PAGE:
Fish ponds in Niger

Impacts addressed
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A fish farmer from the Saga Gorou community looking after his fish pond

Country/region/village: Niger/Niamey/Saga Gorou

Community: Saga Gorou


For decades, old practitioners of Saga Gorou fish community have developed knowledge and shared best practices on fish breeding techniques and fish pond management in response to early dry rainfall seasons and early reduction of water levels of lakes as an endogenous adaptation technique. Climate change is exasperating the low fish productivity during rainy season caused by early water surface shortage of the ponds and lakes. Temperature rises are leading to coral reef bleaching and affecting water circulation with negative effects on freshwater fish (reduced water quality, lowered lake level) and ultimately fishery ecosystem vulnerability. Currently, the rights of ownership and use of fish ponds are acquired primarily through inheritance.


The rise of inland temperatures and early dry rainfall season are the most significant climate drivers of the low productivity of fisheries in Niger. In fact, these two drivers of climate variability and changes lower the fish productivity as fish abundance and water quality are adversely affected. As in many sub Saharan coastal zones and lake areas, fisheries and fish farming are key sectors which are contributing extensively to the means of community livelihoods (i.e. income generation, food, etc.). In this regard, adverse climate patterns are increasing the climate vulnerability of coastal zones such as the Saga Gorou. To face these climate effects, Saga Gorou community developed an adapted farming fish pond technique set up alongside the surrounding areas of their watershed ecosystem. Fishermen construct a pond with cement (diameter of 3 to 6m and height of 50cm to 3m) for farming fish (Clarias gariepinus and Heterobranchus longifilis). In addition to the pond preparation (identification of sites, water replenishment, etc.), fishermen master stocking of fingerlings method to ensure a proper transportation of selected species from the lakes to the ponds. Men and women are working to perform daily monitoring and maintenance of fish ponds (water quality, biological development of fishes, etc.). The development of the farmer-fishing ponds have allowed the fishermen of Saga Gorou to cope with the high climate vulnerability of fisheries and aquaculture, to generate remarkably financial income and contribute to the climate resilience of the household and the entire community.

Breeders have proven knowledge and experience in pond layout, stocking techniques and maintenance. Practitioners regularly visit sites to increase community awareness of the benefits of the ponds. In addition to domestic consumption, practitioners generate significant income through the sale of the fish production. The technology contributes to the rational management of fisheries resources and particularly to the conservation of species susceptible to the early drying of temporary pools;


Benefits of the technology 

  • Economic sustainability: very low operating expenses,
  • Environment: Protection and conservation of fishery resources threatened by climatic hazards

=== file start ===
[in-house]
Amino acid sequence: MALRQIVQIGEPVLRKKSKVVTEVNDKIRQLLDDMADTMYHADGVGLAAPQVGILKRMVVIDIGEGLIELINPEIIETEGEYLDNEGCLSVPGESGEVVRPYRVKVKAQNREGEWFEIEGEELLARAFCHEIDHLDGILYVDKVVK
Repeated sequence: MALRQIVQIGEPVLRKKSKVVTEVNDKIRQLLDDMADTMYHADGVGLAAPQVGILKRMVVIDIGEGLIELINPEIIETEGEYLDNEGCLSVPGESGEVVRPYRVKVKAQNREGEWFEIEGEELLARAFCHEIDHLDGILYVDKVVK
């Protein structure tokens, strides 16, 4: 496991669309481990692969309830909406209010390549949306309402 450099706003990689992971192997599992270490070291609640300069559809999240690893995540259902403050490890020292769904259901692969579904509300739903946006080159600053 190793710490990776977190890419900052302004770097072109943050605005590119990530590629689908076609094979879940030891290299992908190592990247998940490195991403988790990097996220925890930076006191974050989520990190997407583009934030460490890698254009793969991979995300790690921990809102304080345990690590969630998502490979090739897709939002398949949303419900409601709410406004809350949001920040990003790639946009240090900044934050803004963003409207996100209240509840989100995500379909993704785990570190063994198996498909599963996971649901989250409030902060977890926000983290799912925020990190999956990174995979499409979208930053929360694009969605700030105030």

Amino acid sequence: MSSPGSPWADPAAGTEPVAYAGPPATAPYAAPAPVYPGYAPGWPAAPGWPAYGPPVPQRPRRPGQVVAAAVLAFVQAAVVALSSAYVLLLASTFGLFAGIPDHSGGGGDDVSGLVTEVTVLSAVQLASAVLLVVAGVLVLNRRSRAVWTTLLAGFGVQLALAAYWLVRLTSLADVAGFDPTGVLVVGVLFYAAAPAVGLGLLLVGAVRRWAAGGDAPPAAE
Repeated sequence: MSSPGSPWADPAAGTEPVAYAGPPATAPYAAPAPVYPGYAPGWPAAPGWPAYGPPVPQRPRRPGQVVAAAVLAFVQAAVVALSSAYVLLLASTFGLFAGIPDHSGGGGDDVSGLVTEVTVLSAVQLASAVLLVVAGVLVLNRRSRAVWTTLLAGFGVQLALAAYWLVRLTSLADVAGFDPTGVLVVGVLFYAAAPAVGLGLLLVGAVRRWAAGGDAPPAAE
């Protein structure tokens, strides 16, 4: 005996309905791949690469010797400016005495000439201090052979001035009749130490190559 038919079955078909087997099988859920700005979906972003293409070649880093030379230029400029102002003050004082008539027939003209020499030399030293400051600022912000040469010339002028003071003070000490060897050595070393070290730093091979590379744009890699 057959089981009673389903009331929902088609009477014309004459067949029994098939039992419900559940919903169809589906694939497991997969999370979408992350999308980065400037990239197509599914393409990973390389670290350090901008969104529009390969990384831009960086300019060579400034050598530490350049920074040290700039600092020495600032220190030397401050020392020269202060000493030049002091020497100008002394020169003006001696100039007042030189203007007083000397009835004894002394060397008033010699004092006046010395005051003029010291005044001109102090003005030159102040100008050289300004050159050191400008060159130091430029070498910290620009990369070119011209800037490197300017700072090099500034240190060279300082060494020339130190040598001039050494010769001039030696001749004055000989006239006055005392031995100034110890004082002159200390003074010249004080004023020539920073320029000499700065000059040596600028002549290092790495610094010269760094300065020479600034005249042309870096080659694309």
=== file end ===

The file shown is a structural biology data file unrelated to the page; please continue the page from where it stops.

• Strengthening social cohesion with training and mutual support
  • Revenue generation through the sale of fish
  • Contribution to food and nutritional security of households 


The direct beneficiaries are the pond owners as well as their families. Indirect beneficiaries are the community of Saga Guru including children, women and traders in the area.


Gender considerations

The construction of fish ponds and the daily operations and maintenance (fingerlings stocking, permanent monitoring, etc.) are mainly performed by the owners of the ponds made up of men and representing heads of households. However, women intervene actively during the fish harvesting and sell a portion of the fish harvested. 


Potential for technology transfer and up-scaling

Recommendation for technology transfer: 

  • Training and monitoring by experienced practitioners
  • Sensitization
  • Promotion and dissemination (radio, exchange visits) of good management practices and stocking of ponds.
  • Increase training sessions to potential users.

A potential barrier is the high material costs for the construction of fish ponds (i.e. cement)


Bello O. M. M. 2016. Bonnes Pratiques en matière de gestion des terres, gestion des ressources naturelles et changements climatiques, rapport  Intermédiaire, CILSS,  84 p.

Dramé A. 2015. Vulnérabilité et adaptation aux changements climatiques : étude de cas des communautés humaines vivant aux alentours des Aires Marines Protégées de Bamboung, de Joal-Fadiouth et de Cayar (Sénégal), 262 p.

Dramé A. Kiema A. 2016. Connaissances endogènes : les bonnes pratiques d’atténuation et d’adaptation aux changements climatiques en Afrique de l’Ouest, Enda Energie, 94 p

SOSANGA, N. Y. 2014. Caractérisation des trous traditionnels à poissons du haut delta de l'Ouémé au Bénin: Typologie, fonctionnement, biodiversité et productivité. Mémoire de fin de cycle. INSTITUT DU DEVELOPPEMENT RURAL (UNIVERSITE POLYTECHNIQUE DE BOBO-DIOULASSO). 114 p.

Toko .I.I 2011. Analyse des systèmes piscicoles dans la Vallée du Niger (Nord Bénin), International Journal of Biological and Chemical Sciences 1993-2003, October 2011